Housing Pipeline News Mixed: The Portland Housing Bureau this week released its 154-page "State of Housing in Portland" report. In the document, Mayor Ted Wheeler highlights real progress: "The city's affordable housing production has reached an all-time high, with more than 800 newly affordable units opened in 2018—the largest number ever." It's still proving difficult, however, to produce units affordable to the city's poorest residents. The report shows three components of the city's subsidized "pipeline": a phased-out tax-subsidy program and its successor, the new inclusionary zoning program, and a direct cash subsidy. Each has about 2,000 units pending. The first two won't produce a single unit for people most likely to be homeless, those earning 30 percent or less of area median income. Matthew Tschabold, the Housing Bureau's interim assistant director, says such units are achievable only when the city provides a direct cash subsidy to developers. That program will produce 248 units for people in the 30 percent bracket.
Justice Department Rejects Richardson's Move: On Monday, the Oregon Department of Justice nixed an October request by Oregon Secretary of State Dennis Richardson to have his deputy, Leslie Cummings, serve on the Oregon Land Board in his stead. Richardson is battling brain cancer and limiting his public schedule. State Treasurer Tobias Read's office asked the DOJ for an opinion on whether the law allowed Richardson to send a surrogate in his place. On the eve of the Land Board's Dec. 17 meeting, the department rejected Richardson's request. "Although our office has a different perspective on this," Richardson's legal director, Steve Elzinga, said in an email, "Secretary Richardson does not want to waste taxpayer resources on a lengthy legal fight." Richardson attended the meeting by conference call.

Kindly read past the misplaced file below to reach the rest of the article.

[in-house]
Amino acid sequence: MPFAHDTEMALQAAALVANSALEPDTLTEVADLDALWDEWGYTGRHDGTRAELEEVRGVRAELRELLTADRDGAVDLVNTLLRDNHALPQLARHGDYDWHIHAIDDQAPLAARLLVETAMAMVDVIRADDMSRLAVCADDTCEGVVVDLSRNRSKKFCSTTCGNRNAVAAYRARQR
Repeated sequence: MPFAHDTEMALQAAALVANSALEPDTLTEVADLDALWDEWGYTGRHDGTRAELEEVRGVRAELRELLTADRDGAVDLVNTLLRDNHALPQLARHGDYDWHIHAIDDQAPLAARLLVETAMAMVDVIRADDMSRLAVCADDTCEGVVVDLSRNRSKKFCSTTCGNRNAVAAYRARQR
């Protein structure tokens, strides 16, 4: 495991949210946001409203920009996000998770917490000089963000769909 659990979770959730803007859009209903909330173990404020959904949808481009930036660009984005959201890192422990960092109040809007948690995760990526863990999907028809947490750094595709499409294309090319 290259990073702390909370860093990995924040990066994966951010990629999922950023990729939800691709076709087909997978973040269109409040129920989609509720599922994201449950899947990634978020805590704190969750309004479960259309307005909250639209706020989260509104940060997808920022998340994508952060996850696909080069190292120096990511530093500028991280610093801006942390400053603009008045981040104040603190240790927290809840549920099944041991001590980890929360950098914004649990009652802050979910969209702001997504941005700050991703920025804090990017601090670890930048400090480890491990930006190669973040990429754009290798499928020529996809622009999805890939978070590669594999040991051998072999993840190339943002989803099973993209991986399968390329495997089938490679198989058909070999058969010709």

Hopes for Harbor: Developer Homer Williams has taken a small step toward his long-planned Harbor of Hope project, a homeless campus proposed on vacant city land in Northwest Portland adjacent to the Broadway Bridge. Documents obtained by WW show, as part of lease negotiations with the city, Williams obtained a forgivable $100,000 loan from the city's development agency, Prosper Portland, to explore environmental cleanup of the land. Eileen Park, a spokeswoman for Mayor Ted Wheeler, acknowledged Williams is also seeking city funds to operate the project. "There isn't a formal commitment," Park says. "We continue to be in discussions."
White Nationalist Hospitalized After Street Fight: Jimmy Marr, a prominent white nationalist from Oregon, was sent to the hospital Dec. 17 after a fight with four men in Corvallis. Marr goes by the name "Genocide Jimmy" on Twitter and is known for driving a truck that he frequently paints with swastikas and white supremacist messages. The fight, first reported by the Corvallis Gazette-Times, shut down a city street. Police say Marr was taken to the hospital after "suffering from a medical event," but add they do not know if his medical condition was connected to the fight. Four other men were arrested on disorderly conduct charges and booked in the Benton County Jail.
Only Two Weeks of Give!Guide Left: Give!Guide is live and taking donations for 150 nonprofits at giveguide.org. This week, you could win a Trek FX1 commuter bike by giving $10 or more through G!G on Dec. 20. So far, the campaign has raised $1.6 million from 6,775 donors.